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  • How does my age affect life insurance rates?
  • March 1, 2014
  • It is not unheard of for an insurance company to write a policy on the life of a child just a few weeks old, and a large volume of juvenile insurance applications are often sought to minimize the possibility of adverse selection, notes Graves.

    For one, the amounts of  coverage provided by a juvenile insurance policy is far less than the amounts available to adults, though most companies must first see that the amount of children’s life insurance is needed if other family members also have an insurance policy in force.  Graves points to the fact that children also have a low mortality rate, which is attractive for insurance companies. Also, the death rate is usually very low until the age of 10, with exception to the first weeks after birth. This period of high mortality can be avoided by limiting coverage to children who are 6 months or older.

    But according to David Fier, vice president with Gerber Life Insurance Company, the majority of parents and grandparents who purchase life insurance for their children don’t intend to use it for the death benefit.

    “It’s primarily used as a gift for their child,” Fier says. “A whole life policy builds cash value, has a lot of benefits, and gives the child the option to purchase more coverage or cash it in when they turn 21. It’s really an affordable way for them to put money aside for their child’s future.”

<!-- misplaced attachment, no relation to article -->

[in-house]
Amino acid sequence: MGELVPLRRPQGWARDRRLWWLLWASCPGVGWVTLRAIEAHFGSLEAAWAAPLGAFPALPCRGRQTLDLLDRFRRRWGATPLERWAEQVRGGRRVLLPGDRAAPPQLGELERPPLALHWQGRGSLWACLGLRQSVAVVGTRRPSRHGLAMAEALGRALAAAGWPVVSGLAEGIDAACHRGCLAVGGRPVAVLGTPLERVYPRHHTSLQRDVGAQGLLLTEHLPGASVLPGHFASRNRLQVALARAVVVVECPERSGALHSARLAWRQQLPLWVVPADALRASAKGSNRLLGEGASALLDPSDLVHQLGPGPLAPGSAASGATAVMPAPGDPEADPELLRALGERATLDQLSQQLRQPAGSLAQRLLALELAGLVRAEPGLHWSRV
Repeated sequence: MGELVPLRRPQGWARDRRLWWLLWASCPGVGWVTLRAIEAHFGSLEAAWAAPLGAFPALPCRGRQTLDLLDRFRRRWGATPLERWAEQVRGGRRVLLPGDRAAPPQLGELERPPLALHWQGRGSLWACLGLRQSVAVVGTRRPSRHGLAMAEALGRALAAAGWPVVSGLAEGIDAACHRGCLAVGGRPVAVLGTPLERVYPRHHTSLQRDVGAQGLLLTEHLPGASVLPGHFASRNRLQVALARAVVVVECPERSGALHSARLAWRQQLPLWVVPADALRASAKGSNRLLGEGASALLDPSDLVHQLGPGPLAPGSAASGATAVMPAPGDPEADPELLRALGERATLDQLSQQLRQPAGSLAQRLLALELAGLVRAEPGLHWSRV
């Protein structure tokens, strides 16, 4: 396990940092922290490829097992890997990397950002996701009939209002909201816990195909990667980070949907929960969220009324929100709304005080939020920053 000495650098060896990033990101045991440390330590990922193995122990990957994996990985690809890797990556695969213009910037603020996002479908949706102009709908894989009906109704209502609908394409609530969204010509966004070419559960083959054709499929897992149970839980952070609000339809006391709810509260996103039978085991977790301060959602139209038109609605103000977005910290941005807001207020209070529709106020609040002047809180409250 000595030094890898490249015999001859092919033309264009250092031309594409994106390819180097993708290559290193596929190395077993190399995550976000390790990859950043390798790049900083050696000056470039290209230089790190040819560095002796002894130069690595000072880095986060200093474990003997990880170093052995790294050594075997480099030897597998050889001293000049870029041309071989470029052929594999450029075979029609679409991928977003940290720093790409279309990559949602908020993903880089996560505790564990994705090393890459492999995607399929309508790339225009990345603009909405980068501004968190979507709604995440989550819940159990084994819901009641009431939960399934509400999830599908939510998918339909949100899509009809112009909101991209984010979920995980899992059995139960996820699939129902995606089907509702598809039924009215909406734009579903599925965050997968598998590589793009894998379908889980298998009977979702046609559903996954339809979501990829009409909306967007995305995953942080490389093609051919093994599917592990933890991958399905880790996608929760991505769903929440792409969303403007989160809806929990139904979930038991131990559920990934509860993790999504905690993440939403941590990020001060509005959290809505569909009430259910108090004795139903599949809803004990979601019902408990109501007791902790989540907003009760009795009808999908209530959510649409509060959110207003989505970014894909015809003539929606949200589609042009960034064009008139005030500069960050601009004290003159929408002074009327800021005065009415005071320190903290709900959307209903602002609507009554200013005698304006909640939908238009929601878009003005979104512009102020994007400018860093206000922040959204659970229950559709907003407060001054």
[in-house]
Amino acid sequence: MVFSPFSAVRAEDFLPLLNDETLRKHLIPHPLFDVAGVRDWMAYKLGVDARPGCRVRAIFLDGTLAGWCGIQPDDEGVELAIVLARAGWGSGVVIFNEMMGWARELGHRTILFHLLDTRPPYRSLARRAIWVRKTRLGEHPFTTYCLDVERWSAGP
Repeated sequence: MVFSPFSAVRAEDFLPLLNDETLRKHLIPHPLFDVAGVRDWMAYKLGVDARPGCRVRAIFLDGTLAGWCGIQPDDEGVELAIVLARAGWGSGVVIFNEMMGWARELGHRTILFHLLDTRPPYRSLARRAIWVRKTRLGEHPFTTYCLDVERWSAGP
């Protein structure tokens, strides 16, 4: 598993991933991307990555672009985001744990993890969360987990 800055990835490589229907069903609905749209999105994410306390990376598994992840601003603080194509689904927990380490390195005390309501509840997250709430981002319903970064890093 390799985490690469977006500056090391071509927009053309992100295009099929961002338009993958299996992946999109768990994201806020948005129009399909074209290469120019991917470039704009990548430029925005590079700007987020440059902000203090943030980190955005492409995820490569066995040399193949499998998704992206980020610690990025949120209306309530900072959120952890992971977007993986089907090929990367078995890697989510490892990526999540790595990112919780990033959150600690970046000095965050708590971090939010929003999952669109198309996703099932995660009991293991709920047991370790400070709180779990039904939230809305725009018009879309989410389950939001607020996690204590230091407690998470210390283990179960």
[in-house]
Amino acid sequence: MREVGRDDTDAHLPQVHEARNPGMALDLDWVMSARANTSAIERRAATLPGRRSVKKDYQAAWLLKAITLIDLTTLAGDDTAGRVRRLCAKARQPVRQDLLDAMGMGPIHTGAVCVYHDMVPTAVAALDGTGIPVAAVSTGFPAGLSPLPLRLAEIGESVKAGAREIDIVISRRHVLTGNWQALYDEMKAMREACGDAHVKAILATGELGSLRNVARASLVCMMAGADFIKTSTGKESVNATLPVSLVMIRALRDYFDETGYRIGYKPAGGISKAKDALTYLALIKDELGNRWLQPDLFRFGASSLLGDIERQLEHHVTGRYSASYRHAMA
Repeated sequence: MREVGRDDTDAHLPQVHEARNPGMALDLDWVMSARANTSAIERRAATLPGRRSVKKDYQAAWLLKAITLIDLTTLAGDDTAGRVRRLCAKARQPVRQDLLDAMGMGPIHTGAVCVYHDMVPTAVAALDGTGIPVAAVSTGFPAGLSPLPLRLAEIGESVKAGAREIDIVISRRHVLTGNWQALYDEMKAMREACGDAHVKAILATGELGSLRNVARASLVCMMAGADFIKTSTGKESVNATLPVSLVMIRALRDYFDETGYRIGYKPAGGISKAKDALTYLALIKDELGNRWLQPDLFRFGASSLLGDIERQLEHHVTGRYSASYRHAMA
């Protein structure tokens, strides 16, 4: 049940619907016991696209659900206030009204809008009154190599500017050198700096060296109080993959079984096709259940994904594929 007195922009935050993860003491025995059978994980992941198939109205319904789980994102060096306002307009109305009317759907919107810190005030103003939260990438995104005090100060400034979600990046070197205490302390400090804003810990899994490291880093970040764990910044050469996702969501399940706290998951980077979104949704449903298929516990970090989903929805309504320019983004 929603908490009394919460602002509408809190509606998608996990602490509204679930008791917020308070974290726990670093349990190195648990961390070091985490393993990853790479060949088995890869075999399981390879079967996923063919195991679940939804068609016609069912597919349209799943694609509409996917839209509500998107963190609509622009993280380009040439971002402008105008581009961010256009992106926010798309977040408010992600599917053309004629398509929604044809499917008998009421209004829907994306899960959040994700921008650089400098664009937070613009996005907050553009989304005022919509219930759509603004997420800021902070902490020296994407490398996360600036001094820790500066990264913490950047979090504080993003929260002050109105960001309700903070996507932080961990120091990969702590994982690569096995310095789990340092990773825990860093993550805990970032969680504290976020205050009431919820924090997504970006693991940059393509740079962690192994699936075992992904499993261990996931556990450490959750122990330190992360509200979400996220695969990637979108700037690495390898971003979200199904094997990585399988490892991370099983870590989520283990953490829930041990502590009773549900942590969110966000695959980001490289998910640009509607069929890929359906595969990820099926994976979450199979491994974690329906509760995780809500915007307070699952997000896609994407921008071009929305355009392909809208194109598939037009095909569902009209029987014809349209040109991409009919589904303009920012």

The largest policy Gerber Life offers is $50,000, which would have a premium of $20 per month. However, the average policy purchased for a child is $20,000 to $25,000, which would cost about $10 per month. Policies are usually purchased for children before they reach the age of 2.

    “It’s important to understand why people do it,” Fier says. “It’s a fairly inexpensive way for people with limited means to prepare for their child’s future. Once the child grows up, it guarantees them insurable and the premiums will never increase unless they decide to get more coverage.”

    Although medical exams are not required for juvenile insurance, family finances are required because economic status generally has an influence on mortality in children.

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